In recent weeks, the crisis facing the people of South Sudan has only worsened. Throughout the county, 1.61 million people are internally displaced, according to the U.N. Refugee Agency (UNHCR), and another 751,000 people have escaped into neighboring countries, including Sudan, Ethiopia, Kenya, and Uganda, since conflict broke out in 2013.
In early July, fighting concentrated in Juba, South Sudan’s capital, forced as many as 36,000 citizens to flee their homes. Although some of these displaced people have returned, the humanitarian situation in Juba remains serious. According to the U.N. Office for the Coordination of Humanitarian Affairs (OCHA), roughly 12,800 people remain internally displaced, including 10,140 people who are living inside bases of the United Nations Mission in South Sudan (UNMISS). Although both South Sudan’s President Salva Kiir and former First Vice President Riek Machar called for an end to the renewed violence in Juba, political chaos continues to plague the country – most recently due to President Kiir’s decision to replace Vice President Machar with Taban Deng Gai, the former minister of mining.
With the renewed fighting comes increasing and urgent need for basic humanitarian assistance. According to Oxfam, before the recent fighting in Juba, 87 percent of South Sudanese did not have access to improved sanitation, while only 47 percent had access to safe drinking water. These statistics reveal that even before the violence reignited, citizens were endangered not only due to physical violence, but also as a result of the conflict’s secondary effects. According to OCHA, less than 40 percent of the $125 million needed to meet the nutritional needs of South Sudanese has been provided, with an even greater gap in funding for water, sanitation, and hygiene. Currently UNHCR’s operations in the country are only funded at 17 percent.
These statistics shed light on the overall lack of humanitarian resources available to South Sudan as a result of underfunding – a problem that is compounded by the South Sudanese government’s own obstruction of emergency response efforts. These facts beg the question: Why has the everyday suffering of South Sudanese not received a proportionate amount of global attention, even prior to the renewed fighting in Juba, compared to other current crises elsewhere in the world?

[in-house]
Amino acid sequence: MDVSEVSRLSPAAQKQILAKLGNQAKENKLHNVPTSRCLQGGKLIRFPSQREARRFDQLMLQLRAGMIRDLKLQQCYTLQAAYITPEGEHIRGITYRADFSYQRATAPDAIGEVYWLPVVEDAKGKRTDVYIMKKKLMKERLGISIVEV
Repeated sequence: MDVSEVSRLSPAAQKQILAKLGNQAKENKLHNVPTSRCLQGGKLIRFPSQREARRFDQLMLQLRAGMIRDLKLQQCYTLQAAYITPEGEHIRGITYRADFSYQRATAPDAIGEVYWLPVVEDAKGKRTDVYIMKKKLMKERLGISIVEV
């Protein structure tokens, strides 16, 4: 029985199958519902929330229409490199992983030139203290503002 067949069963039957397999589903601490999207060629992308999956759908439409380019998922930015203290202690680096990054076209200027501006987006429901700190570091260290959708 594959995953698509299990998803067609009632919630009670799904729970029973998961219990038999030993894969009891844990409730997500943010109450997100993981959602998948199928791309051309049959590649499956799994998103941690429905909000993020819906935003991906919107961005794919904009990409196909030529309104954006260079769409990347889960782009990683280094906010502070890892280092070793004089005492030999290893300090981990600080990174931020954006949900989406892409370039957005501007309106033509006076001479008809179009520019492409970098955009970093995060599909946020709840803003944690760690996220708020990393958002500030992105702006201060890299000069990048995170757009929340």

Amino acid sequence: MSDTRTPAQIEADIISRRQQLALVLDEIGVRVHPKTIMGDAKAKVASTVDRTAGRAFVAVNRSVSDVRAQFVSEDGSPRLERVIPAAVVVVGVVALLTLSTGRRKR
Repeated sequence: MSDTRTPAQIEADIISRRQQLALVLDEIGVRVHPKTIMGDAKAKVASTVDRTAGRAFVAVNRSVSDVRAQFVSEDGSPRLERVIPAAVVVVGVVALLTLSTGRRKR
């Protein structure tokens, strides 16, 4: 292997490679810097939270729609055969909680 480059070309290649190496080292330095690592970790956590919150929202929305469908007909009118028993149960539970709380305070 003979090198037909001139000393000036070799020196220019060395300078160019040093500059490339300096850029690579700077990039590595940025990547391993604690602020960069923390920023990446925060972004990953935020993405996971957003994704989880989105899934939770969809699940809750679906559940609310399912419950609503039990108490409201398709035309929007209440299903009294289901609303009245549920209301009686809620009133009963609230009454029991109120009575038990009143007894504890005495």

I believe one of the main reasons why the international community fails to focus on the South Sudan crisis is the nature of the civilian deaths: the majority of South Sudanese caught in the conflict die from starvation and disease rather than from direct physical violence. A food crisis in the country continues, with food prices reaching record highs. Likewise, nearly three million people within the country suffer from extreme hunger and desperately need emergency food assistance. If South Sudanese citizens are not provided with access to basic food and healthcare, mortality will continue to rise and the crisis will continue unabated – the result of underlying structural corruption, elitism, and ethnic patronage that promotes the continuation of conflict.
In the course of covering conflicts – especially complex ones – the media tends to highlight civilian deaths that result from fighting, rather than reporting on the deeper root causes and outcomes of the conflicts. While deteriorating conditions in Juba have attracted the larger share of media and in turn public attention, other more desperate areas of the country receive very little coverage, especially as the conflict continues to drag on. In my view, journalists should report all aspects of the South Sudan conflict, examining the plight of all internally displaced persons (IDPs) and refugees, not just those fleeing the capital. However, in my opinion, Juba receives greater attention in large part because of its location in the center of the country, where much of the political control, wealth, and power is concentrated.
Other factors may also contribute to the lack of attention to the South Sudan crisis – not the least of which is the the complexity of the conflict itself. Journalists face an ongoing challenge in reporting and explaining the South Sudan conflict to policymakers and the general public outside of the country. The current crisis in South Sudan is linked to the country’s complex history, including numerous civil wars and political factions and rivalries. No single “correct” narrative prevails, nor is there a simple synthesis of the conflict that divides the actors in the violence into two distinct sides. In this way, it becomes much more difficult for journalists and advocates alike to explain the context of the South Sudanese conflict, never mind offer recommendations to address the associated refugee and IDP crises.
It is clear that increased support to the refugees and the internally displaced – along with reduction of violence – are critical to resolving the ongoing challenges facing the people of South Sudan. Although much of the world has set its sights on the mounting violence and escalation in Juba, it remains pivotal to remember that this crisis also affects numerous other neglected regions of the country. By acknowledging all areas and citizens impacted across South Sudan, we can help ensure that none of the Sudanese refugees and displaced people are overlooked or forgotten.
Tori Baskind is a former intern with Refugees International.